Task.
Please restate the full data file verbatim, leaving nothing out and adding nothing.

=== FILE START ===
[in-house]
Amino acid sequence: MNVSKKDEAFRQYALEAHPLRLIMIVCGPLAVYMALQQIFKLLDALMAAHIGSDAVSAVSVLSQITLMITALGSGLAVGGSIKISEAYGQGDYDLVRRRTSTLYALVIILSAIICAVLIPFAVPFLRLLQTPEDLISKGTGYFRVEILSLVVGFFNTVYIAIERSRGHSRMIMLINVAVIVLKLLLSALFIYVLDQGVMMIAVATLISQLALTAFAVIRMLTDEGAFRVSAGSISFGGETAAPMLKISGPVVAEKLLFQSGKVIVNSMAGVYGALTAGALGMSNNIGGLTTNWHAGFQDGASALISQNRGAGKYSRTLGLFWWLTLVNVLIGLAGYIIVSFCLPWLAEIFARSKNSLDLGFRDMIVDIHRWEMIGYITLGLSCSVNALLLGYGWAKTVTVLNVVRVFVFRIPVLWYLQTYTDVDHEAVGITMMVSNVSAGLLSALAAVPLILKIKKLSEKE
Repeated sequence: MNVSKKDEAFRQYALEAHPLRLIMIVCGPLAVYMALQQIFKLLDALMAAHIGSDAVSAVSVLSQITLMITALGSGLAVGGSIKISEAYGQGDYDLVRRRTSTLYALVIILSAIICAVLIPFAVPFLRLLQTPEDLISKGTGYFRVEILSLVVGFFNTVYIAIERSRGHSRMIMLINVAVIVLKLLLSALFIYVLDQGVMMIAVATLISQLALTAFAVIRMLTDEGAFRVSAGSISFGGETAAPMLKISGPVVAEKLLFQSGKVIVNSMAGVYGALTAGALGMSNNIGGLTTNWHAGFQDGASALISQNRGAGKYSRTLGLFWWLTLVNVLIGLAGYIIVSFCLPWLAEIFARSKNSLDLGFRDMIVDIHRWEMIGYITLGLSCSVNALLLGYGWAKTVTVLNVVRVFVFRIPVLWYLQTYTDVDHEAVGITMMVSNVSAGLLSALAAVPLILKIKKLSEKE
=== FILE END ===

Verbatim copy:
[in-house]
Amino acid sequence: MNVSKKDEAFRQYALEAHPLRLIMIVCGPLAVYMALQQIFKLLDALMAAHIGSDAVSAVSVLSQITLMITALGSGLAVGGSIKISEAYGQGDYDLVRRRTSTLYALVIILSAIICAVLIPFAVPFLRLLQTPEDLISKGTGYFRVEILSLVVGFFNTVYIAIERSRGHSRMIMLINVAVIVLKLLLSALFIYVLDQGVMMIAVATLISQLALTAFAVIRMLTDEGAFRVSAGSISFGGETAAPMLKISGPVVAEKLLFQSGKVIVNSMAGVYGALTAGALGMSNNIGGLTTNWHAGFQDGASALISQNRGAGKYSRTLGLFWWLTLVNVLIGLAGYIIVSFCLPWLAEIFARSKNSLDLGFRDMIVDIHRWEMIGYITLGLSCSVNALLLGYGWAKTVTVLNVVRVFVFRIPVLWYLQTYTDVDHEAVGITMMVSNVSAGLLSALAAVPLILKIKKLSEKE
Repeated sequence: MNVSKKDEAFRQYALEAHPLRLIMIVCGPLAVYMALQQIFKLLDALMAAHIGSDAVSAVSVLSQITLMITALGSGLAVGGSIKISEAYGQGDYDLVRRRTSTLYALVIILSAIICAVLIPFAVPFLRLLQTPEDLISKGTGYFRVEILSLVVGFFNTVYIAIERSRGHSRMIMLINVAVIVLKLLLSALFIYVLDQGVMMIAVATLISQLALTAFAVIRMLTDEGAFRVSAGSISFGGETAAPMLKISGPVVAEKLLFQSGKVIVNSMAGVYGALTAGALGMSNNIGGLTTNWHAGFQDGASALISQNRGAGKYSRTLGLFWWLTLVNVLIGLAGYIIVSFCLPWLAEIFARSKNSLDLGFRDMIVDIHRWEMIGYITLGLSCSVNALLLGYGWAKTVTVLNVVRVFVFRIPVLWYLQTYTDVDHEAVGITMMVSNVSAGLLSALAAVPLILKIKKLSEKE